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Re: Vacuum?

Post by chelle » Wed Apr 13, 2011 9:07 am

Kasuha wrote:
Chelle wrote:So the LHC is a religious project as long as the God particle hasn't emerged?
Quite the opposite - LHC is a project aimed at (among others) either turning belief into Higgs into real science or proving Higgs is not measurable in which case scientists are going to abandon their beliefs in it.
Than why do you want to classify my thoughts of yet undetectable waves (frequencies), coming out of particle collisions and shaking up surrounding matter, as religious?
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Kasuha
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Re: Vacuum?

Post by Kasuha » Wed Apr 13, 2011 10:34 am

Chelle wrote:Than why do you want to classify my thoughts of yet undetectable waves (frequencies), coming out of particle collisions and shaking up surrounding matter, as religious?
I don't see any problem in calling things one wants to believe without having a proof a religion. There's a whole lot of things I believe without having (or understanding) the proof. I just keep my freedom to choose things I believe and have my own methods how to consider if an idea is worth believing or not. And I don't have problem abandoning an idea if I later find it not worth believing.

For instance, I don't have any proof LHC is working. It may be a great conspiracy with people in CERN sitting at their laptops busy generating random images, logs and pictures just to make us all over the world happy. But I choose to believe it actually runs.

On the other hand, I don't see any reason to believe your ideas and I rather tend to believe they are wrong because they don't match with my other beliefs - such as the belief that we still exist.

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Re: Vacuum?

Post by chelle » Wed Apr 13, 2011 11:56 am

Kasuha wrote:
Chelle wrote:Than why do you want to classify my thoughts of yet undetectable waves (frequencies), coming out of particle collisions and shaking up surrounding matter, as religious?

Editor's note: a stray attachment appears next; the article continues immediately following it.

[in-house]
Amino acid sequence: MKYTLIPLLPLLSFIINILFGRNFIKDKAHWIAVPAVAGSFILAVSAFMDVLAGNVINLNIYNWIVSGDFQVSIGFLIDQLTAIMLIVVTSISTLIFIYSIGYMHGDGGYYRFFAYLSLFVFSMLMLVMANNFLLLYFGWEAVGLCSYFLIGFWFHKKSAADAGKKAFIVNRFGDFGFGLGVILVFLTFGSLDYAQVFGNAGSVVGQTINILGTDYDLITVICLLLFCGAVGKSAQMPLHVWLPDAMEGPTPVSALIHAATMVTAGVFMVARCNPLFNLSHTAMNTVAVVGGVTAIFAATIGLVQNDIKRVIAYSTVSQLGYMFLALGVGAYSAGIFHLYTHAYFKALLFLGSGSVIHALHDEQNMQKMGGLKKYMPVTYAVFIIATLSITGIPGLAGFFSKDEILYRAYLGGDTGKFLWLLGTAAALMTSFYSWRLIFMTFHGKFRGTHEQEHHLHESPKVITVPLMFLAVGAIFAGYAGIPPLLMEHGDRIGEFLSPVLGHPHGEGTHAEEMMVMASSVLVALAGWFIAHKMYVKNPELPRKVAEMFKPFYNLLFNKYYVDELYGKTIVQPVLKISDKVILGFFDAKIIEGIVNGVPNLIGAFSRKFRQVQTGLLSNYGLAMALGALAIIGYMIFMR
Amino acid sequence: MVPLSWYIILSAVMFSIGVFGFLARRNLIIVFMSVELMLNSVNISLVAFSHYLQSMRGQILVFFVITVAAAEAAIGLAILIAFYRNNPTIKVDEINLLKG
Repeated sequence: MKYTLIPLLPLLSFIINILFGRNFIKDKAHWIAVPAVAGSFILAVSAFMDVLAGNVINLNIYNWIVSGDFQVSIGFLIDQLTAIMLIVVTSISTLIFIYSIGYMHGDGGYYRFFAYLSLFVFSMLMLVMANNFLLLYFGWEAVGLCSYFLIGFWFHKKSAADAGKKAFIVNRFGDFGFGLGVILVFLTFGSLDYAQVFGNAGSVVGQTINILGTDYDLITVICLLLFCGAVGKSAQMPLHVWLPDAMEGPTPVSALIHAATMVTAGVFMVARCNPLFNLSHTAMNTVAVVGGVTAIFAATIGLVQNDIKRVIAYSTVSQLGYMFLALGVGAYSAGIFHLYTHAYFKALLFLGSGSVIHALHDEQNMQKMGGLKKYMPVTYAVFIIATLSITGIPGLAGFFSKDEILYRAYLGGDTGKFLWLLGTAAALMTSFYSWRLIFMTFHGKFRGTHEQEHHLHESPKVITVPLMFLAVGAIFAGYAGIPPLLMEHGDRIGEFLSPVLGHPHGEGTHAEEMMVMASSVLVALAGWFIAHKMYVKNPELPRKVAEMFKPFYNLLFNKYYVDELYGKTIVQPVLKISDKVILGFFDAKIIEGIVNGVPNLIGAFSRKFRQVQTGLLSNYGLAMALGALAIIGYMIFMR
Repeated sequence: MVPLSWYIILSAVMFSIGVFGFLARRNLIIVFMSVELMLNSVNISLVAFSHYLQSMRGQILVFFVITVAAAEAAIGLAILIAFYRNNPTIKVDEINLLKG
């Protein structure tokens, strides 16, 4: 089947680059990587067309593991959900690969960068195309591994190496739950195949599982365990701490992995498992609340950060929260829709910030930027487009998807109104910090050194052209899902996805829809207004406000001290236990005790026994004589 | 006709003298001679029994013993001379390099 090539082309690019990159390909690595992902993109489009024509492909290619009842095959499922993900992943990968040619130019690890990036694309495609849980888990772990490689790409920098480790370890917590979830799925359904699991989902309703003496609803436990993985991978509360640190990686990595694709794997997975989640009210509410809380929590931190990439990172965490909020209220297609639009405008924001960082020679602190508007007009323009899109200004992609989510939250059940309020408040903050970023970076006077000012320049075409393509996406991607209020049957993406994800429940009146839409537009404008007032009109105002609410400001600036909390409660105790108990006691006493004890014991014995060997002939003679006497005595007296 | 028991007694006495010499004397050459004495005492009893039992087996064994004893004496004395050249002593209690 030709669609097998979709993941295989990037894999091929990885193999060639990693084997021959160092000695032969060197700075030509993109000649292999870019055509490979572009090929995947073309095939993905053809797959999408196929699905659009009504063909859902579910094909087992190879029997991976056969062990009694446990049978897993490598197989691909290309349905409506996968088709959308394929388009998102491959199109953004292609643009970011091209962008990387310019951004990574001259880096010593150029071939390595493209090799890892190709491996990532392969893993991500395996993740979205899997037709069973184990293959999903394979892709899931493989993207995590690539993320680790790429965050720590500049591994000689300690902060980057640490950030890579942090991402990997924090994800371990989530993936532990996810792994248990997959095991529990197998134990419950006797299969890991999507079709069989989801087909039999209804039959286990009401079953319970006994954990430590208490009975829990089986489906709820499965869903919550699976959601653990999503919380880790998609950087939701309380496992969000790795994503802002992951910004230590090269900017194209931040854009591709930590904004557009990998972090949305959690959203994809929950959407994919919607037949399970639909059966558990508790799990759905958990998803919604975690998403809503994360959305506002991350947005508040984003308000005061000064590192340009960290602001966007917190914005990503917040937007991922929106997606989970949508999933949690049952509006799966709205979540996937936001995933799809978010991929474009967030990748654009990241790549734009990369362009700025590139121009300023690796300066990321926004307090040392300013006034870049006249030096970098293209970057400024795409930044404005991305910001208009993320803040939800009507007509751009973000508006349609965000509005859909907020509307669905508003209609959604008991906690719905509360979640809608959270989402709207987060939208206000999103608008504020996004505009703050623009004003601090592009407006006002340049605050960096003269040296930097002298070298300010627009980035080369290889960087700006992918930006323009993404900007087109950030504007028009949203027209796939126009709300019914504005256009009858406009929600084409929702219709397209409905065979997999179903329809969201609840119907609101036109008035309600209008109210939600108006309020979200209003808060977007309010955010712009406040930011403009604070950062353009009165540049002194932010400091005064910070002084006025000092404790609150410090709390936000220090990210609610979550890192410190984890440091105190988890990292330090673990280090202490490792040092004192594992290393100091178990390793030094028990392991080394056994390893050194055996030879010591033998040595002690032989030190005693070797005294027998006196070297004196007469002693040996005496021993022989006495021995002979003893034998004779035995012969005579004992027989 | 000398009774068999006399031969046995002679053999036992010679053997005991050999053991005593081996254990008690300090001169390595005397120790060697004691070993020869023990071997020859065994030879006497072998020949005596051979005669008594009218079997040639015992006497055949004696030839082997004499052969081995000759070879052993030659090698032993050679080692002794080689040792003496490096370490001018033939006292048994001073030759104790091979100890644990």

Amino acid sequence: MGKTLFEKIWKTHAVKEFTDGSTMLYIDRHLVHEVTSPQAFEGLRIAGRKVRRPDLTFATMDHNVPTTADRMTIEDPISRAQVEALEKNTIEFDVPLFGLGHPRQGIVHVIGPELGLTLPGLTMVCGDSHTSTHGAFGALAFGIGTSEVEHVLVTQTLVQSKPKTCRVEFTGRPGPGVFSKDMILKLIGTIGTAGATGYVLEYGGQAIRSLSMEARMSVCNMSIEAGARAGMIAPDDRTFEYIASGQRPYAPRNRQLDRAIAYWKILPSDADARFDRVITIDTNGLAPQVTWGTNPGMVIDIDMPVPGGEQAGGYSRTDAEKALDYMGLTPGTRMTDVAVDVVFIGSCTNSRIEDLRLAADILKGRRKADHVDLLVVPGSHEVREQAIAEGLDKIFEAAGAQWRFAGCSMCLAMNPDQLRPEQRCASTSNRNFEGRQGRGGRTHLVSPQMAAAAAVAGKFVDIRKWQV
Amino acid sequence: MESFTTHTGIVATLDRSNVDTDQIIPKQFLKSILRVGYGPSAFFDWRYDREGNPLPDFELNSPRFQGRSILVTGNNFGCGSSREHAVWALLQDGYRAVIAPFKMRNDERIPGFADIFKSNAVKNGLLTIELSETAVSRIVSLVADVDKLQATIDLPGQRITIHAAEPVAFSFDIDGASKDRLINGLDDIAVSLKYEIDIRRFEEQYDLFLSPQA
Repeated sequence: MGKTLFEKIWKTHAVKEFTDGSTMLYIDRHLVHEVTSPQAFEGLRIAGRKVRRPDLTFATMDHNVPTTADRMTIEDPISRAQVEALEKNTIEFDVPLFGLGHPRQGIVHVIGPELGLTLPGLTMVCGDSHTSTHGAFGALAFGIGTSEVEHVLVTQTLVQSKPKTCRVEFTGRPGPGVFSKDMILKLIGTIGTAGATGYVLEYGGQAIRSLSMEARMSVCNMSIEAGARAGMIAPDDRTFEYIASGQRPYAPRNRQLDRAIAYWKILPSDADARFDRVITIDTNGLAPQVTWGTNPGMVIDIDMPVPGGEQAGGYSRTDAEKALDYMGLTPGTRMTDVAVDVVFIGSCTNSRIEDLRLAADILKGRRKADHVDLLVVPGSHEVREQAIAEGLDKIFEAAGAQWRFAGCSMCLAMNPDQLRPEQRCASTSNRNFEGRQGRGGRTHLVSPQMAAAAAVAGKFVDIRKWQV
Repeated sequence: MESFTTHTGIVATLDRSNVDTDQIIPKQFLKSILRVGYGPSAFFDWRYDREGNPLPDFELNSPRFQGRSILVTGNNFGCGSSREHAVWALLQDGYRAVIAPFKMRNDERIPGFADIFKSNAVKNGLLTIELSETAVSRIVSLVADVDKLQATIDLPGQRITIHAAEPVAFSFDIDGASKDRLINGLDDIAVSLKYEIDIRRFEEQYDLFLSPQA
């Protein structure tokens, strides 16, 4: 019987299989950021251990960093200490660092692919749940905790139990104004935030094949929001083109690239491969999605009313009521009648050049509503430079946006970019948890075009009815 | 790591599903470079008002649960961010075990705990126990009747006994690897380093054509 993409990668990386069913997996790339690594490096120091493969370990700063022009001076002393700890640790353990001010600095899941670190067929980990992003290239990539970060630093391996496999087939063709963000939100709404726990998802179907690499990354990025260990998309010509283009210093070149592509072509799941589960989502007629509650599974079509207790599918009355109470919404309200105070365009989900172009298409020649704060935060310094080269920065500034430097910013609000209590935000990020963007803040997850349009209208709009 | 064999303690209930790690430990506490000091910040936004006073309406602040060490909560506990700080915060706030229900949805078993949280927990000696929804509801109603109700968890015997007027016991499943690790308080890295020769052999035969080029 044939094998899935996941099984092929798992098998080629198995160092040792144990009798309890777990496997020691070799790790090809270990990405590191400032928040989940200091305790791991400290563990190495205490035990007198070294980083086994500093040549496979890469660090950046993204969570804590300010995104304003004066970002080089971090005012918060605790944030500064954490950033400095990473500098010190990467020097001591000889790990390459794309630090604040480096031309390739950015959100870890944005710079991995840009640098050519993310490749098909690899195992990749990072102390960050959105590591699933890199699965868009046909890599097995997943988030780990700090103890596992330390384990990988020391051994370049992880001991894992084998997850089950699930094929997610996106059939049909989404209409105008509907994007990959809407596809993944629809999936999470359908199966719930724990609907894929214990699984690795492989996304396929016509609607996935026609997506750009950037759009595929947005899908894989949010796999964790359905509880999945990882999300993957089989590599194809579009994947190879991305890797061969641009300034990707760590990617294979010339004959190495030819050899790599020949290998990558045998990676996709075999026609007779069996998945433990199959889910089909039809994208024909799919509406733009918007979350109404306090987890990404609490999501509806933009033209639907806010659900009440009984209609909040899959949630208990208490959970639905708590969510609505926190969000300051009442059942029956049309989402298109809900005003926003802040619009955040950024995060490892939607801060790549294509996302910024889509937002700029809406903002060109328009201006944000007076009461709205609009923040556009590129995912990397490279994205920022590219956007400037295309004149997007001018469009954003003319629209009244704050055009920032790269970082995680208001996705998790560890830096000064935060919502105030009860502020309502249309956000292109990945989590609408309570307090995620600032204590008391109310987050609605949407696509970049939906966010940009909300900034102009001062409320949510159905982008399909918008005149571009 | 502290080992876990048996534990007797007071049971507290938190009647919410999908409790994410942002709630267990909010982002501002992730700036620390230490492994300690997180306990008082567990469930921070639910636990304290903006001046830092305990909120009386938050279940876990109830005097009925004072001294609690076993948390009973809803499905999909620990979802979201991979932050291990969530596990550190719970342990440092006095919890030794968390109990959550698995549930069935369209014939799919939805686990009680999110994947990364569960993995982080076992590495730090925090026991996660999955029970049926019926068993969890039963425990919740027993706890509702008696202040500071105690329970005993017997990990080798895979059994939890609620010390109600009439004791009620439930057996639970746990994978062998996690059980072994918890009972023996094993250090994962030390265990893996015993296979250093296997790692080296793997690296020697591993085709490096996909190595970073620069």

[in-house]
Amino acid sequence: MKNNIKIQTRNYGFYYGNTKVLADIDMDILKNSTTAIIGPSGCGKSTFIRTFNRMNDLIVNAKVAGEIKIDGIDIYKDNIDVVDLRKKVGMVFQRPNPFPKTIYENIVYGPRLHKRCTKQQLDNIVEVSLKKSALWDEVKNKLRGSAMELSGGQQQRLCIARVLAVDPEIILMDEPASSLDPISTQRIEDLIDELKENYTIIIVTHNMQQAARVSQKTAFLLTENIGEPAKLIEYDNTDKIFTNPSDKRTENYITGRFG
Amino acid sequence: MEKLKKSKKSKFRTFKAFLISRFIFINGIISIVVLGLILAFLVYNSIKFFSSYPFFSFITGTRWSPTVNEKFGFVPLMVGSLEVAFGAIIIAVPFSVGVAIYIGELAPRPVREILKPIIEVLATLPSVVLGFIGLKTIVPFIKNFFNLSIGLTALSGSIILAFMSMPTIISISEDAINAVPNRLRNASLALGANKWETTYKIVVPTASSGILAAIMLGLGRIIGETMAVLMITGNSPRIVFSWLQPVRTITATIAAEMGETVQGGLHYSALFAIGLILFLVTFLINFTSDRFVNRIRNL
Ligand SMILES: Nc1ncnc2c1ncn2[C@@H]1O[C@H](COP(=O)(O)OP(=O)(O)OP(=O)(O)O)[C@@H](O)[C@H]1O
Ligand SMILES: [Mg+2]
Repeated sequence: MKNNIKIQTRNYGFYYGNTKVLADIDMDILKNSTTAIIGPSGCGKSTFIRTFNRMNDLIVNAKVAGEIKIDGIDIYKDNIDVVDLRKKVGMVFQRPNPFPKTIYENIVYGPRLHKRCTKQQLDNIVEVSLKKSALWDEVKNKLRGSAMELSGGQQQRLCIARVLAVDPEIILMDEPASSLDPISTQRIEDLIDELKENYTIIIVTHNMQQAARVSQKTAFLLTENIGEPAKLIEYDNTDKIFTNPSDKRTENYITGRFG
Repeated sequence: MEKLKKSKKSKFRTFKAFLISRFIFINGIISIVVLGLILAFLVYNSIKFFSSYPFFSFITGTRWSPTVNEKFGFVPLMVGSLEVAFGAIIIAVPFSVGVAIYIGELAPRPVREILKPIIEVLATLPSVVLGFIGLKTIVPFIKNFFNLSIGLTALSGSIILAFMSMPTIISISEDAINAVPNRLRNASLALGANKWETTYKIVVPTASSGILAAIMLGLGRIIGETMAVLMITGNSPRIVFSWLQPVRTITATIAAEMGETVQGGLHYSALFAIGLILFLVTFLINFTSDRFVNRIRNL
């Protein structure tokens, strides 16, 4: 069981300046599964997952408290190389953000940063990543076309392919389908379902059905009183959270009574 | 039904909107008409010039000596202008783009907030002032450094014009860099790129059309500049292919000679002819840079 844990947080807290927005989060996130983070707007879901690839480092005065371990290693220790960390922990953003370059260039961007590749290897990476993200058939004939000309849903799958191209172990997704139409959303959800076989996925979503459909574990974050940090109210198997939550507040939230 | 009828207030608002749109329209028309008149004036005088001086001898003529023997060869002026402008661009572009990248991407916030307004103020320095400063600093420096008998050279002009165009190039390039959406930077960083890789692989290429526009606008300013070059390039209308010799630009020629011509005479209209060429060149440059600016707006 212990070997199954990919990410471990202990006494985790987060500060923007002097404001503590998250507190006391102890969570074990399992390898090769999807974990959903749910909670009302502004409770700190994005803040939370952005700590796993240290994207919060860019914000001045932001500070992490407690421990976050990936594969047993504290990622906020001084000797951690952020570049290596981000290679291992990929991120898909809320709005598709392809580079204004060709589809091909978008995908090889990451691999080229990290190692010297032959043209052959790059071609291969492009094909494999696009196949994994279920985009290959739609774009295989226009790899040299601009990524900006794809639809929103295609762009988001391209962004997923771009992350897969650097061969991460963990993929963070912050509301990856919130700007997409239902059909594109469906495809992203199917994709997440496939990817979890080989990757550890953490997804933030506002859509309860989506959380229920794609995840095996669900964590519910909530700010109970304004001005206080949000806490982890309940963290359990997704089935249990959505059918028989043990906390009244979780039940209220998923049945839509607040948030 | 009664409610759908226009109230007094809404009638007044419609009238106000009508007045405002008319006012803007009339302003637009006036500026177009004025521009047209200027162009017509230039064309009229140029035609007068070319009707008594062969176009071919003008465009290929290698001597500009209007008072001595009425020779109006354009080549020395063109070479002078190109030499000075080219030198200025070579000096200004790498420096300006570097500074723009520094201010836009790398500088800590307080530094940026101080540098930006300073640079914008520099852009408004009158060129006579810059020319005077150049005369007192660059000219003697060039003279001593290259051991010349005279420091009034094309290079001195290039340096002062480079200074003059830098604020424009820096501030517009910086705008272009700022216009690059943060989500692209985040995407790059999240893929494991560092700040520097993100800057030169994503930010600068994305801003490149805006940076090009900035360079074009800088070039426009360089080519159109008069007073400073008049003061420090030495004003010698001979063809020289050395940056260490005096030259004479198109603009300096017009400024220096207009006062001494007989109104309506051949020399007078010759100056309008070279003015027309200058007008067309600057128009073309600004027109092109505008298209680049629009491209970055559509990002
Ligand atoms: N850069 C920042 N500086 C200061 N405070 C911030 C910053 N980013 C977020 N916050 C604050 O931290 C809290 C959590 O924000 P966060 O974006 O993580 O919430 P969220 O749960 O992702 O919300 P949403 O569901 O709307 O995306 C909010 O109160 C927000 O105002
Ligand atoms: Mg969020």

I don't see any problem in calling things one wants to believe without having a proof a religion.
Ok, than I'll stop your 'religious' thoughts. Believing or considering something is a different thing than religion, here is some proof: "The word religion is sometimes used interchangeably with faith or belief system, but religion differs ... " http://en.wikipedia.org/wiki/Religion
Kasuha wrote:On the other hand, I don't see any reason to believe your ideas and I rather tend to believe they are wrong because they don't match with my other beliefs - such as the belief that we still exist.
Your argumentation makes no sense. Its the same as saying: "We will not find the Higgs, because we haven't found it yet."

My interest, or believe as you like to call it, is to know if different collision frequencies and settings have different results.
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Kasuha
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Re: Vacuum?

Post by Kasuha » Wed Apr 13, 2011 5:38 pm

It's funny to see you to suddenly ask for rational argumentation.

"Let's assume the world is made of wooden domino bricks. AND I WANT A SCIENTIFIC DEBATE ABOUT IT!"
:clap:

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chelle
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Re: Vacuum?

Post by chelle » Wed Apr 13, 2011 7:12 pm

Kasuha wrote:It's funny to see you to suddenly ask for rational argumentation.

"Let's assume the world is made of wooden domino bricks. AND I WANT A SCIENTIFIC DEBATE ABOUT IT!"
Why question my rationality? All I have been doing is following my first impulse regarding high-energy collisions, and see if they could trigger a chain-reaction, domino's are here for a good analogy. When considering this option one has to take in account the structure of the Vacuum (Aether) because it could play a significant role.

There is also nothing fundamentally wrong with questioning the density of the collisions surrounding matter, or the frequency of collisions themselves, especially if you consider that we are surpassing energy levels of regular cosmic ray collisions, and that we are only topped by very rare single cases of ultra-high-energy-collisions, of which we know very little.


Edit: "Nambu, along with Jeffrey Goldstone and Peter Higgs, applied this idea to the quantum theory of fields, specifically to the lowest-energy state known as "the vacuum". The vacuum, generally thought of as the absence of matter, is surprisingly complex."
http://www-public.slac.stanford.edu/bab ... etries.htm